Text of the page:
History of the Vondelpark
The Vondelpark opened in 1865 as a fashionable leisure spot for Amsterdam’s middle class, designed by landscape architect Jan David Zocher. It was originally titled ‘Nieuwe Park’ (literally ‘New Park’), although it was officially renamed to Vondelpark in 1880, after the statue of 17th-century Dutch poet Joost van den Vondel, which had been unveiled in the park some 13 years earlier. Zocher designed the Vondelpark in the popular English landscape style, creating rolling vistas of pathways, lakes and woods to give the illusion of an idealised natural landscape. The park continued to expand throughout the later decades of the 19th century, with the bandstand and the Pavilion building constructed in the 1870s. The park was donated to the city of Amsterdam in 1953.
Food and drink hotspots
The park is home to several popular café bars, including the picturesque Groot Melkhuis (‘Large Milkhouse’) with its waterside terrace, the 1930s modernist Blauwe Teehuis (‘Blue Tea House’) which resembles a giant flying saucer, and the popular summertime spot Vondeltuin, complete with its whimsical beer garden. The grand 19th-century Pavilion, located in the northwestern corner of the park, was even home to the city’s Film Museum from 1975 until 2011 when it moved to the EYE Amsterdam building in the north of the city. Now the iconic Pavilion building houses elegant restaurant Vondelpark3.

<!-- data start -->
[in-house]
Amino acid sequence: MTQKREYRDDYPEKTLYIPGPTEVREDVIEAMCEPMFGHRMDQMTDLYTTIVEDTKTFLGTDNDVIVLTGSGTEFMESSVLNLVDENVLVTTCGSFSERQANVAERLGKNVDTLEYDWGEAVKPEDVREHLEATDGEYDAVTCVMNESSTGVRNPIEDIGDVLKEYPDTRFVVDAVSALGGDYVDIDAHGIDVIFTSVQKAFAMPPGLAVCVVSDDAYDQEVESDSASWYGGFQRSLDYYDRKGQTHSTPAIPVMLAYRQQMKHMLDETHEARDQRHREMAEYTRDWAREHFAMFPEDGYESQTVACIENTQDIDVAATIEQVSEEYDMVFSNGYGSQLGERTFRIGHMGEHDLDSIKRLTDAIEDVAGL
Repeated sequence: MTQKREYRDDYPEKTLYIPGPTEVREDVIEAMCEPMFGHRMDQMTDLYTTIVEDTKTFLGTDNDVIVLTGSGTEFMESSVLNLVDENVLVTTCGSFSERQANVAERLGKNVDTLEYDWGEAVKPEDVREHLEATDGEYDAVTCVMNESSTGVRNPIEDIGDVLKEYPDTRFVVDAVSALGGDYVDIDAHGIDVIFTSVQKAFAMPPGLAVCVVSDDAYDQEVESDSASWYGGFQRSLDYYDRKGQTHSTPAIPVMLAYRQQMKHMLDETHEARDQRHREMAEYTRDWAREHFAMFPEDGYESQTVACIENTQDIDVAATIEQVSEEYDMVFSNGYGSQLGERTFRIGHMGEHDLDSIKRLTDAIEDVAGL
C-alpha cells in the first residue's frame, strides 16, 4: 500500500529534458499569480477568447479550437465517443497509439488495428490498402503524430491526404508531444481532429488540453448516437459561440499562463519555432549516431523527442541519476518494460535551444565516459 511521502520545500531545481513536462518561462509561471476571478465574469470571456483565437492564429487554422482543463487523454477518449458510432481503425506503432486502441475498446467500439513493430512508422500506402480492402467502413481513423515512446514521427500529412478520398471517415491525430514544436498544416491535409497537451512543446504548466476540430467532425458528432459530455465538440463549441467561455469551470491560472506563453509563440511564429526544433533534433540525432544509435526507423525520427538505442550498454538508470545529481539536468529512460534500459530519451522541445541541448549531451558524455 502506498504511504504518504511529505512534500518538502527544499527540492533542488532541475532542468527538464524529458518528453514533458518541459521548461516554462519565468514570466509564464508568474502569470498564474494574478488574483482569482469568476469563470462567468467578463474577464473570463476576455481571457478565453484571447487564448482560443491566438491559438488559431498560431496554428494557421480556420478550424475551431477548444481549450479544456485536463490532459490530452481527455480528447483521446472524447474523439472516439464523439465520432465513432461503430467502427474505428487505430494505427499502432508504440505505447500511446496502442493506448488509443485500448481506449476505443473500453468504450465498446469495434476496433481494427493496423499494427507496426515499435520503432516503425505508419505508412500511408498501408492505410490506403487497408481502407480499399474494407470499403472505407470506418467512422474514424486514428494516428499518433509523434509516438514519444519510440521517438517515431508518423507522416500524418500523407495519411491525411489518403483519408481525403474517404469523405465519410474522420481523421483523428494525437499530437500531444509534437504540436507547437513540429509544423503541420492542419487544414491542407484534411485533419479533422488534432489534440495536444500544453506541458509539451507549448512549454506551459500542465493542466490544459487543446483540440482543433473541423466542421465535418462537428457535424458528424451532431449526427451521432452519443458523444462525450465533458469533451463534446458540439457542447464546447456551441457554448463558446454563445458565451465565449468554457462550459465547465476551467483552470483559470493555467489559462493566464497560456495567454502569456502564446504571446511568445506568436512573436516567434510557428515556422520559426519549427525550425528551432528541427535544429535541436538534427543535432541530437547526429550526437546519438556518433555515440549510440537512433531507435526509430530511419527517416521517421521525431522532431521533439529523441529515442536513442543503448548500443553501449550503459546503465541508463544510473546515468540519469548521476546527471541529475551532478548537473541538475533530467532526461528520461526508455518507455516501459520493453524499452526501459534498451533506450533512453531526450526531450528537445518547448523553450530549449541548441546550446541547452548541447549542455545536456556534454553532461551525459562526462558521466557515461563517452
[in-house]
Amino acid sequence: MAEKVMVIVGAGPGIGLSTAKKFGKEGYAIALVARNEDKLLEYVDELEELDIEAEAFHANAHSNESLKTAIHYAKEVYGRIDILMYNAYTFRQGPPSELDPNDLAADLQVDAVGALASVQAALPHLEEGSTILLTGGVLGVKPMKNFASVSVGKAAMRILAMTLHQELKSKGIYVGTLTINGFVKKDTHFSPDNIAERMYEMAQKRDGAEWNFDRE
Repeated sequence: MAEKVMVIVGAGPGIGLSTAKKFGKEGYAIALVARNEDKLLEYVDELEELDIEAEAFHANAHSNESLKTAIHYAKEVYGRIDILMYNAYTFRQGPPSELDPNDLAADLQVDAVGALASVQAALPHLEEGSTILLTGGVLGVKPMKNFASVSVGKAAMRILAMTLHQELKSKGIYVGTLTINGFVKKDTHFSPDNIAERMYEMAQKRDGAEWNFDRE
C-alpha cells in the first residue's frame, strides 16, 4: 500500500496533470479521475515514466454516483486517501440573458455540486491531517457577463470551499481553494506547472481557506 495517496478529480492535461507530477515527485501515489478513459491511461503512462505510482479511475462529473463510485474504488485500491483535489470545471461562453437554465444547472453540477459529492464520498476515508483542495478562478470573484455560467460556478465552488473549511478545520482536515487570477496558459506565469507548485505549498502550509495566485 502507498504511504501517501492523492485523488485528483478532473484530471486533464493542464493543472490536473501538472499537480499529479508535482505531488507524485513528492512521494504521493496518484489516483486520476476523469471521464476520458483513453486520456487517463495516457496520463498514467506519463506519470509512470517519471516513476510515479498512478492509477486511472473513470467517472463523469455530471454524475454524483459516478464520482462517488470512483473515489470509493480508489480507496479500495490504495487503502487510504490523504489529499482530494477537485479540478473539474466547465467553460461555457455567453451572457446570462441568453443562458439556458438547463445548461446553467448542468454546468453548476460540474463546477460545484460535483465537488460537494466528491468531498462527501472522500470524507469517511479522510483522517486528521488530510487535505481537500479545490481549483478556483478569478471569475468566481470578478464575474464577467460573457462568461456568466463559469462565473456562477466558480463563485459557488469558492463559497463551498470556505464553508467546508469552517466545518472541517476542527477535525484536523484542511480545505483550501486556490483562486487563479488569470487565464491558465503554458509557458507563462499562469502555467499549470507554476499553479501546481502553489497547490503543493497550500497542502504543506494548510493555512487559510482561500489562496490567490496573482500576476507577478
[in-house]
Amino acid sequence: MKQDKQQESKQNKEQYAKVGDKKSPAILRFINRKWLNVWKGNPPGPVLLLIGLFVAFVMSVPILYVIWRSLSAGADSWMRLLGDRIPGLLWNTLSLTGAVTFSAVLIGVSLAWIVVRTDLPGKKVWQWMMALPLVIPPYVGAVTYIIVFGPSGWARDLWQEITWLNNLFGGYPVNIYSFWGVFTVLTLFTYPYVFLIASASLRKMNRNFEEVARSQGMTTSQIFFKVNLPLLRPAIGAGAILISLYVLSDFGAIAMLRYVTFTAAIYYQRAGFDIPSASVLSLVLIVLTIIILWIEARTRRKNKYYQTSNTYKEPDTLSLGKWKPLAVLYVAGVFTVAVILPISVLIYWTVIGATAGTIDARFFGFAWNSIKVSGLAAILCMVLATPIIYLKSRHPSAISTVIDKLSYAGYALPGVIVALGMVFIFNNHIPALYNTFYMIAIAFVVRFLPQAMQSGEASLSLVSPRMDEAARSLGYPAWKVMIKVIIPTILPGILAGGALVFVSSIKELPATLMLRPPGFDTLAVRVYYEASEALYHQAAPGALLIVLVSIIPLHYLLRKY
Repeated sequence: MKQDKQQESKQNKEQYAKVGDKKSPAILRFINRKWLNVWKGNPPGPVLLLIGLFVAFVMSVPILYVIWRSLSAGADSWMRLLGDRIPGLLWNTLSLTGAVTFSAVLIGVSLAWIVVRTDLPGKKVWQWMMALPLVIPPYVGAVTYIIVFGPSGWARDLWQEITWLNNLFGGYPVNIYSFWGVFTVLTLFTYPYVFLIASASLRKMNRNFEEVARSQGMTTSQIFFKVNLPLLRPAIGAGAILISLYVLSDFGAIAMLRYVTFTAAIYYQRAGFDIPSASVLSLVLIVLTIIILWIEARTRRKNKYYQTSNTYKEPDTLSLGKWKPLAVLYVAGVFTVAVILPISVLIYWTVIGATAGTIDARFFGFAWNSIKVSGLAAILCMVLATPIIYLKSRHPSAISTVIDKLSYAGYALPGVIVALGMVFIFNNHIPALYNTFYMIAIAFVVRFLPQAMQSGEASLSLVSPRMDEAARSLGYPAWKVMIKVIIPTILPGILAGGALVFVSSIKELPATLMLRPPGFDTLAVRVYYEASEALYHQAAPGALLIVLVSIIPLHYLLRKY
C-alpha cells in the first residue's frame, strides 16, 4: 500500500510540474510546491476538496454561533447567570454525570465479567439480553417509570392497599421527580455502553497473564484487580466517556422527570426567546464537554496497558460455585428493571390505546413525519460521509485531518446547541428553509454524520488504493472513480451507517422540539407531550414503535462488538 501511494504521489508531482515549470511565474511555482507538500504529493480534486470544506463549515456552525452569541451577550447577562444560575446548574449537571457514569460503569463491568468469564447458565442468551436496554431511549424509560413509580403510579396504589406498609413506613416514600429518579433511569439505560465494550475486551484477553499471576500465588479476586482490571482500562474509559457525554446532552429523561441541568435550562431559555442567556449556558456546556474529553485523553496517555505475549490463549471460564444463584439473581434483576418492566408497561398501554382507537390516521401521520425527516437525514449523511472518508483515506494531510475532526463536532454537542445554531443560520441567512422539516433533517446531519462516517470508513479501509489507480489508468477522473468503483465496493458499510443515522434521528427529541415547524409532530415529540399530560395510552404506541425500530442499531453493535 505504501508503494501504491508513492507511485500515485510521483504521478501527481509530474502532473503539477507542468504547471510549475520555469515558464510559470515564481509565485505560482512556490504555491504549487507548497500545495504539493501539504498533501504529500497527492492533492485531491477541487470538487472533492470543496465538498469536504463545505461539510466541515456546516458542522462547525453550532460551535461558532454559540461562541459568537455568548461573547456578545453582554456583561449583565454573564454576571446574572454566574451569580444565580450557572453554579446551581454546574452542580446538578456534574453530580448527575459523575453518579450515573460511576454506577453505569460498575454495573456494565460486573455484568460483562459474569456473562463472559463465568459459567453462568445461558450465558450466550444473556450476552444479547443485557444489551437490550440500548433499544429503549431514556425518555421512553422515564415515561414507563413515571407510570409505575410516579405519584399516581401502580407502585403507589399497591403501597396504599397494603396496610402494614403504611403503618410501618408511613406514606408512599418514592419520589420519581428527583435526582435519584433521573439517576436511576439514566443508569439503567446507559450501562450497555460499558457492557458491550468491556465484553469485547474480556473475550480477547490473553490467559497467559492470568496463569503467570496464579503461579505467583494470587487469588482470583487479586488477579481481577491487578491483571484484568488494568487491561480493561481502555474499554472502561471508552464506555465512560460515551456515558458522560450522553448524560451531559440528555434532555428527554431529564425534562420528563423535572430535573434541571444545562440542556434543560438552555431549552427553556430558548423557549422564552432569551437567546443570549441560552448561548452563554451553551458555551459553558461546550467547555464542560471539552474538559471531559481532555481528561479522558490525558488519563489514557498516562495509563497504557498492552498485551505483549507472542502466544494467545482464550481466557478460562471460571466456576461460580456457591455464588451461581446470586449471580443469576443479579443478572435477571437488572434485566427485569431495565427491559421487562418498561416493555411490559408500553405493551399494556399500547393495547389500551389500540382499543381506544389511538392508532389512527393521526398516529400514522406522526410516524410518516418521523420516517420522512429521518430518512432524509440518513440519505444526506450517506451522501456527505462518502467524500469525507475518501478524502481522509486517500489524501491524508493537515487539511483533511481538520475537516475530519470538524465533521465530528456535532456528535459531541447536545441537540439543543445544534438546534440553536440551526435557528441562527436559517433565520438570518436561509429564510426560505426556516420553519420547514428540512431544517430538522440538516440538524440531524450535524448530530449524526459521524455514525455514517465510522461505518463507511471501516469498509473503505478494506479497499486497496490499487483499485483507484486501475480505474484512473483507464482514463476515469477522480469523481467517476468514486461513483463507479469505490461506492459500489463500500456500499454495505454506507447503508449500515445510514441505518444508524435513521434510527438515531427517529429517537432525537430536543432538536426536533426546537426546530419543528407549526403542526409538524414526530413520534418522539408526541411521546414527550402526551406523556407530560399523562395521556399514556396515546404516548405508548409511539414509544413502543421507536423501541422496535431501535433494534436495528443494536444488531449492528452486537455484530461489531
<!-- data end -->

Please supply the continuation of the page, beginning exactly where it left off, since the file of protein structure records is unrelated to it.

Events in the Vondelpark
The Vondelpark plays host to many sporting and cultural events throughout the year. From May to September its famous Open-Air Theatre offers a free programme of cabaret, theatre, live music and comedy, while every Friday night the park is the meeting point for Amsterdam institution the Friday Night Skate – simply show up with your roller skates and head out into the city as a group. The national holiday on King’s Day sees the Vondelpark transformed into a giant open-air children’s market, with Amsterdam’s youngsters turning out in droves to sell their unwanted toys and clothes, or to busk with musical instruments.
In the neighbourhood
The Vondelpark is centrally located in Amsterdam, bordered by the vibrant nightlife hotspot Leidseplein to the north and the cultural hub of Museumplein to the south. Combine a visit to the Vondelpark with a trip to Holland’s most famous museum: the Rijksmuseum.